• It's a Small World Holiday
  • Buzz Lightyear Astroblasters (Discontinued in 2010 started again in 2016)
  • Star Tours (Discontinued in 2005 restarted in 2010)
  • Pirates of the Caribbean (Discontinued in 2004)
  • The Many Adventures of Winnie the Pooh (Discontinued in 2004)
  • It's Tough to be a Bug! (Discontinued in 2004)
  • Muppet Vision 3D (Discontinued in 2004)
  • Who Wants to Be a Millionaire - Play it! (Discontinued in 2004)
  • Twilight Zone Tower of Terror (Attraction closed in 2017)
  • Frozen Fun: Olaf's Snow Fest, For the First Time in Forever Sing Along, Frozen Character Meet and Greet

Geek's Thoughts

FastPass is a wonderful thing if used wisely. There is a large debate occurring in the Disney usergroups about the value and effectiveness of FastPass. The Geek's firsthand experience is that the system works ok. For AP people like myself its wonderful on days when the park is moderately crowded. We can get on our favorite attractions without having to wait in line. This does mean longer lines on some other attractions, but overall its not bad that bad most days. For the average "day guest" I am not sure how much it actual helps. If used wisely I think it will allow for you to get on more attractions in the same amount of time, but that means planning ahead and optimizing timing, which very few people want to do on vacation. For most average visitors it means you can get on one or two of the "E-ticket" attractions with a minimal wait and very little planning. This is worth it for most people.

There is one problem with the system though. At times it can create quite a bit of congestion in front of an attraction with people entering the FastPass distribution area, the standby line, the FastPass Line, people just waiting around, and confused people. The picture on the left shows Pirates on a day with average attendance. For this reason (and others I am sure) Fastpass was reworked in 2004 and several Disneyland Attractions were removed from the list.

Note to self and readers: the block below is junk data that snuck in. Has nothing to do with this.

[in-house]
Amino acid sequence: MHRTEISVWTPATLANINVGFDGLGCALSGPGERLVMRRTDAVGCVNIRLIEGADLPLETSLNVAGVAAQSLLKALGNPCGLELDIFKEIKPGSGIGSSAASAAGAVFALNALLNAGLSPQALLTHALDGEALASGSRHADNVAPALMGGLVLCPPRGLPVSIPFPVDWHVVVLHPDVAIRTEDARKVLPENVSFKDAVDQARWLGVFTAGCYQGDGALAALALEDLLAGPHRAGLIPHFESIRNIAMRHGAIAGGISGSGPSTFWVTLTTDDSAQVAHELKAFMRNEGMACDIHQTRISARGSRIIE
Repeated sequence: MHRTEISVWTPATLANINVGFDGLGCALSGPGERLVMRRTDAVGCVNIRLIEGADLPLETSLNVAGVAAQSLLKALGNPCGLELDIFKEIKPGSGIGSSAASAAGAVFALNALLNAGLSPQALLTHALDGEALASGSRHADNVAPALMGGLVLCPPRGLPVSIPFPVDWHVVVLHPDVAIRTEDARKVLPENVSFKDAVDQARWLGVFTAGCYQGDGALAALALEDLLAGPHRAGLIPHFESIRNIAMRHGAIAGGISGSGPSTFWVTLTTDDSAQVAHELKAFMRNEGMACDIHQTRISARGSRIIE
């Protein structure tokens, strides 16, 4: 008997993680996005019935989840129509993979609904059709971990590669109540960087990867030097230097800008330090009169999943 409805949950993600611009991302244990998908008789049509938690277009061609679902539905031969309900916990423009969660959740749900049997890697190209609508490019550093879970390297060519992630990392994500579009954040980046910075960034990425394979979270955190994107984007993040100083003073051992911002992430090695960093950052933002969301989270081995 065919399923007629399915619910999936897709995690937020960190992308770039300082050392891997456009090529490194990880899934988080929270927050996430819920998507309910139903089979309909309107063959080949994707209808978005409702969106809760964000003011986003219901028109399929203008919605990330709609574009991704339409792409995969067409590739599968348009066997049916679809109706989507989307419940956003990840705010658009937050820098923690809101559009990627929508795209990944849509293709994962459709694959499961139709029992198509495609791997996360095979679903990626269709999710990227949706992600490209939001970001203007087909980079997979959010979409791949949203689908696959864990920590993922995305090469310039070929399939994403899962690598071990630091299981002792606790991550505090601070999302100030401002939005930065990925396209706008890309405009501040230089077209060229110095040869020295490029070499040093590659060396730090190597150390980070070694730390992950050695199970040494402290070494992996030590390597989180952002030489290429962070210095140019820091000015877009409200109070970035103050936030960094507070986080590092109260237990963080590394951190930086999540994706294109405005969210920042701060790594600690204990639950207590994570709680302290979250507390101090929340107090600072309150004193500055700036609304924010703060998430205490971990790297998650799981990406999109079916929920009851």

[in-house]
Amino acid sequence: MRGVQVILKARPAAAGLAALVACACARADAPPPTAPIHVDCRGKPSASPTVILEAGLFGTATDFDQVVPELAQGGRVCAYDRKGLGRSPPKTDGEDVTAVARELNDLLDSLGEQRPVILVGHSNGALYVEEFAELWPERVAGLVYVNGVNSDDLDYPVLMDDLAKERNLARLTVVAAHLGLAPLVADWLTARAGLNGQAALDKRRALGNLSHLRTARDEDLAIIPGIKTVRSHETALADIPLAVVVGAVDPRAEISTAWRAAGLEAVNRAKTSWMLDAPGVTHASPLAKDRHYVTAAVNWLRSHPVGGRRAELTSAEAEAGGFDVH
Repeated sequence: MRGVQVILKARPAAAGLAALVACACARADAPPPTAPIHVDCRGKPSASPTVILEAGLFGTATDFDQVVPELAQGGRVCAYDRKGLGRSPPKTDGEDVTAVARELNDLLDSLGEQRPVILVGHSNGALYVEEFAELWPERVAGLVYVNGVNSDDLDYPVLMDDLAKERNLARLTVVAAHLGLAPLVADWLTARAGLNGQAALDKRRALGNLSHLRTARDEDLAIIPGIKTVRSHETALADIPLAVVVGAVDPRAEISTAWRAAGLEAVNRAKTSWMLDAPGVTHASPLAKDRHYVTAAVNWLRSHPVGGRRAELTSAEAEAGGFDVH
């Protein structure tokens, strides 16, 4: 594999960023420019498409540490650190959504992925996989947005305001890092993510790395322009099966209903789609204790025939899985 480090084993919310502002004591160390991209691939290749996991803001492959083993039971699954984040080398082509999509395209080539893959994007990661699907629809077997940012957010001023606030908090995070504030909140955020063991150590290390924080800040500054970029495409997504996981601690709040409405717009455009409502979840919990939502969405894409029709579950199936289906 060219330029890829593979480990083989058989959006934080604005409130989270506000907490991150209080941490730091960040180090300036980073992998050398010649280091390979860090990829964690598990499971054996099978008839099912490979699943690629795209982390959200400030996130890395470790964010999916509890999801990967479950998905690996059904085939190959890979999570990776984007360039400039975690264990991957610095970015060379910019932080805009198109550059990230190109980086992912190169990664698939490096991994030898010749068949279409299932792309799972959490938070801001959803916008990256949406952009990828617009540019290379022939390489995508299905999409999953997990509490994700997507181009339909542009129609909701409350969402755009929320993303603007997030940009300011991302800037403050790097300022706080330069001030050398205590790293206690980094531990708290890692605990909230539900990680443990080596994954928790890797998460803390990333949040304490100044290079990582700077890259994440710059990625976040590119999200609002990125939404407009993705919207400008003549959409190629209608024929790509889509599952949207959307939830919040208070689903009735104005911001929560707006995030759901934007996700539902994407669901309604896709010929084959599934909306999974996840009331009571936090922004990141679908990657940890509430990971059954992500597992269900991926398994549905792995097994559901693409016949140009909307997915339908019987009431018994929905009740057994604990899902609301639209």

Geek's Suggestions
There are several strategies that people employ while using FastPass.

The lazy approach: As you wonder around the park you come upon an attraction you wish to visit. The standby line is 2 hours long and you see people getting FastPasses, and decide to go for it. You get your FastPass and then look at your group and say, "Now what??"

 

 

 

The two-for-one approach: You send a member of your group to get a FastPass for an attraction (ex. Splash Mountain), while the rest of your group heads to Space Mountain to get in line. Your other member joins you in line at Space Mountain with your FastPasses. You wait and go on Space Mountain together, then all walk over an use your FastPasses to go on Splash Mountain. You get to go on two rides with the wait time of one.

The Geek's approach: This is a much different approach than the Geek uses at WDW, mostly because at WDW the Geek gets a week or two every couple years, where as with Disneyland I get to go about every three weeks or so. What I usually end up doing is getting a fastpass for an attraction and then either wander around the park and watch some entertainment, or go see a classic attraction that usually has a small line (like the Tiki Room, Great Moments with Mr. Lincoln, or even just ride the train around the park.